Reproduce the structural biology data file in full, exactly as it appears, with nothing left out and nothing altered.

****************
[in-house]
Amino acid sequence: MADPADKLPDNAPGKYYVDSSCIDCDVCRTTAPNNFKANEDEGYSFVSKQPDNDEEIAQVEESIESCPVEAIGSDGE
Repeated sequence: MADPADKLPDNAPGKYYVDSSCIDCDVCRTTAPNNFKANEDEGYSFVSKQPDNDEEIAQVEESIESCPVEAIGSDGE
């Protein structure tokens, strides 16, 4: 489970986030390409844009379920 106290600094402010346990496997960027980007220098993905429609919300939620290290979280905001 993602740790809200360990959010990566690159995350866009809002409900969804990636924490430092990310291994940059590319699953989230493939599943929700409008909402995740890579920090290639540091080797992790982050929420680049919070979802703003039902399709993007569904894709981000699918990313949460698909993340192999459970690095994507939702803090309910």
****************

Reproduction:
[in-house]
Amino acid sequence: MADPADKLPDNAPGKYYVDSSCIDCDVCRTTAPNNFKANEDEGYSFVSKQPDNDEEIAQVEESIESCPVEAIGSDGE
Repeated sequence: MADPADKLPDNAPGKYYVDSSCIDCDVCRTTAPNNFKANEDEGYSFVSKQPDNDEEIAQVEESIESCPVEAIGSDGE
């Protein structure tokens, strides 16, 4: 489970986030390409844009379920 106290600094402010346990496997960027980007220098993905429609919300939620290290979280905001 993602740790809200360990959010990566690159995350866009809002409900969804990636924490430092990310291994940059590319699953989230493939599943929700409008909402995740890579920090290639540091080797992790982050929420680049919070979802703003039902399709993007569904894709981000699918990313949460698909993340192999459970690095994507939702803090309910």